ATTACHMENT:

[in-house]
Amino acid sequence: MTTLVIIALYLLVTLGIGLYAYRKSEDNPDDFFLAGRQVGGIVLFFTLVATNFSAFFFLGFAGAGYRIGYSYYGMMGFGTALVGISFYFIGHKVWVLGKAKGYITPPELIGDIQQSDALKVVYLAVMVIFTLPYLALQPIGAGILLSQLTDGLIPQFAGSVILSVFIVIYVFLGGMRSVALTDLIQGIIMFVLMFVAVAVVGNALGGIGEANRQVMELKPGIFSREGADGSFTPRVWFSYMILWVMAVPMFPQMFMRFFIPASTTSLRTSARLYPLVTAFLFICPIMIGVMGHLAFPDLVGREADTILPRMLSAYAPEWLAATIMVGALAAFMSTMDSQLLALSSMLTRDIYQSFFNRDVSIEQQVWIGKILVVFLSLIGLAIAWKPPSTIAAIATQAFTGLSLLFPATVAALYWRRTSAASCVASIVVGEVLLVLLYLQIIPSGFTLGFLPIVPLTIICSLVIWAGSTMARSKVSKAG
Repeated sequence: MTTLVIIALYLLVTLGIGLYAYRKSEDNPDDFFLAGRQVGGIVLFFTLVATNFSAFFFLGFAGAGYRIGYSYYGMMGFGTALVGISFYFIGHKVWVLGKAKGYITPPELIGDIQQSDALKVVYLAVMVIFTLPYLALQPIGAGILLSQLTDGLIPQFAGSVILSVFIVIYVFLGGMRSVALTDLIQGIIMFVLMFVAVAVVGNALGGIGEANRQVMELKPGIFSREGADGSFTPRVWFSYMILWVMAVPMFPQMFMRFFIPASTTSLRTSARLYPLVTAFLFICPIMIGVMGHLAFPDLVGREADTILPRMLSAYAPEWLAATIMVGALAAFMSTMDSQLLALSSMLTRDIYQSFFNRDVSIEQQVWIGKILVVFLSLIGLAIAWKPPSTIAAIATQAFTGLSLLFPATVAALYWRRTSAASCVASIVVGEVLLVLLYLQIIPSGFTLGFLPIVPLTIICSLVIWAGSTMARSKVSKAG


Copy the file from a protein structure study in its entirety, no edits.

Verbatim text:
[in-house]
Amino acid sequence: MTTLVIIALYLLVTLGIGLYAYRKSEDNPDDFFLAGRQVGGIVLFFTLVATNFSAFFFLGFAGAGYRIGYSYYGMMGFGTALVGISFYFIGHKVWVLGKAKGYITPPELIGDIQQSDALKVVYLAVMVIFTLPYLALQPIGAGILLSQLTDGLIPQFAGSVILSVFIVIYVFLGGMRSVALTDLIQGIIMFVLMFVAVAVVGNALGGIGEANRQVMELKPGIFSREGADGSFTPRVWFSYMILWVMAVPMFPQMFMRFFIPASTTSLRTSARLYPLVTAFLFICPIMIGVMGHLAFPDLVGREADTILPRMLSAYAPEWLAATIMVGALAAFMSTMDSQLLALSSMLTRDIYQSFFNRDVSIEQQVWIGKILVVFLSLIGLAIAWKPPSTIAAIATQAFTGLSLLFPATVAALYWRRTSAASCVASIVVGEVLLVLLYLQIIPSGFTLGFLPIVPLTIICSLVIWAGSTMARSKVSKAG
Repeated sequence: MTTLVIIALYLLVTLGIGLYAYRKSEDNPDDFFLAGRQVGGIVLFFTLVATNFSAFFFLGFAGAGYRIGYSYYGMMGFGTALVGISFYFIGHKVWVLGKAKGYITPPELIGDIQQSDALKVVYLAVMVIFTLPYLALQPIGAGILLSQLTDGLIPQFAGSVILSVFIVIYVFLGGMRSVALTDLIQGIIMFVLMFVAVAVVGNALGGIGEANRQVMELKPGIFSREGADGSFTPRVWFSYMILWVMAVPMFPQMFMRFFIPASTTSLRTSARLYPLVTAFLFICPIMIGVMGHLAFPDLVGREADTILPRMLSAYAPEWLAATIMVGALAAFMSTMDSQLLALSSMLTRDIYQSFFNRDVSIEQQVWIGKILVVFLSLIGLAIAWKPPSTIAAIATQAFTGLSLLFPATVAALYWRRTSAASCVASIVVGEVLLVLLYLQIIPSGFTLGFLPIVPLTIICSLVIWAGSTMARSKVSKAG